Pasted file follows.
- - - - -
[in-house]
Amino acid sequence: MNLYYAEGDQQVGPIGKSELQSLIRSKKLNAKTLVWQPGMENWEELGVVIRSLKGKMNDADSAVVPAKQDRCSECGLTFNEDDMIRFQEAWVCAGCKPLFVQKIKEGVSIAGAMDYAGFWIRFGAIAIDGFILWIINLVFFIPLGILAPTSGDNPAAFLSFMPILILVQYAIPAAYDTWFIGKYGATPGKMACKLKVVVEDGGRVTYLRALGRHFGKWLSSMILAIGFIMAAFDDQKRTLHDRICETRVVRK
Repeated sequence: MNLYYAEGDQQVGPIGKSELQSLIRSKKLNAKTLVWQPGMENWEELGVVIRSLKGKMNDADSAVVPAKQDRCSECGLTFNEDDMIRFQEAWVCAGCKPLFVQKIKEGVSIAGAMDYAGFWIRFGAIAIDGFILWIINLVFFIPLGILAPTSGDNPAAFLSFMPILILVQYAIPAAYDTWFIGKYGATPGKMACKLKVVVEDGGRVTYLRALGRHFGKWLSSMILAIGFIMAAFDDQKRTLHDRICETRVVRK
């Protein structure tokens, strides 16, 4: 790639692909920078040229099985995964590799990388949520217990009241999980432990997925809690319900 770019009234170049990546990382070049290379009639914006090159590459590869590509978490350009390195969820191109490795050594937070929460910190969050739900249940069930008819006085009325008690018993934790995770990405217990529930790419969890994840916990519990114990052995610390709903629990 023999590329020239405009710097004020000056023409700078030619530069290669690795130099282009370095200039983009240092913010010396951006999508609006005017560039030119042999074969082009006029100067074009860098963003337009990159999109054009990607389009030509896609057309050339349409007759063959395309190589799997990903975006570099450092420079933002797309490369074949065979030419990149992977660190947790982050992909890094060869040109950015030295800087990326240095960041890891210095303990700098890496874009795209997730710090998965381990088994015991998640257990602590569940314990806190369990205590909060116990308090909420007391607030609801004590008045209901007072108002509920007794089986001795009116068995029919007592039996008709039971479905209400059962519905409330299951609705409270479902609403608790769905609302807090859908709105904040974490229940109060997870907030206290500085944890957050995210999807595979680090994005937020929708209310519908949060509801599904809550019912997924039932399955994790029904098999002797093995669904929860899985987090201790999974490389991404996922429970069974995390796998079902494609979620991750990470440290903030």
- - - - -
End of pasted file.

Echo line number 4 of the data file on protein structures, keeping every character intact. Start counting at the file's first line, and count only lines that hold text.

């Protein structure tokens, strides 16, 4: 790639692909920078040229099985995964590799990388949520217990009241999980432990997925809690319900 770019009234170049990546990382070049290379009639914006090159590459590869590509978490350009390195969820191109490795050594937070929460910190969050739900249940069930008819006085009325008690018993934790995770990405217990529930790419969890994840916990519990114990052995610390709903629990 023999590329020239405009710097004020000056023409700078030619530069290669690795130099282009370095200039983009240092913010010396951006999508609006005017560039030119042999074969082009006029100067074009860098963003337009990159999109054009990607389009030509896609057309050339349409007759063959395309190589799997990903975006570099450092420079933002797309490369074949065979030419990149992977660190947790982050992909890094060869040109950015030295800087990326240095960041890891210095303990700098890496874009795209997730710090998965381990088994015991998640257990602590569940314990806190369990205590909060116990308090909420007391607030609801004590008045209901007072108002509920007794089986001795009116068995029919007592039996008709039971479905209400059962519905409330299951609705409270479902609403608790769905609302807090859908709105904040974490229940109060997870907030206290500085944890957050995210999807595979680090994005937020929708209310519908949060509801599904809550019912997924039932399955994790029904098999002797093995669904929860899985987090201790999974490389991404996922429970069974995390796998079902494609979620991750990470440290903030």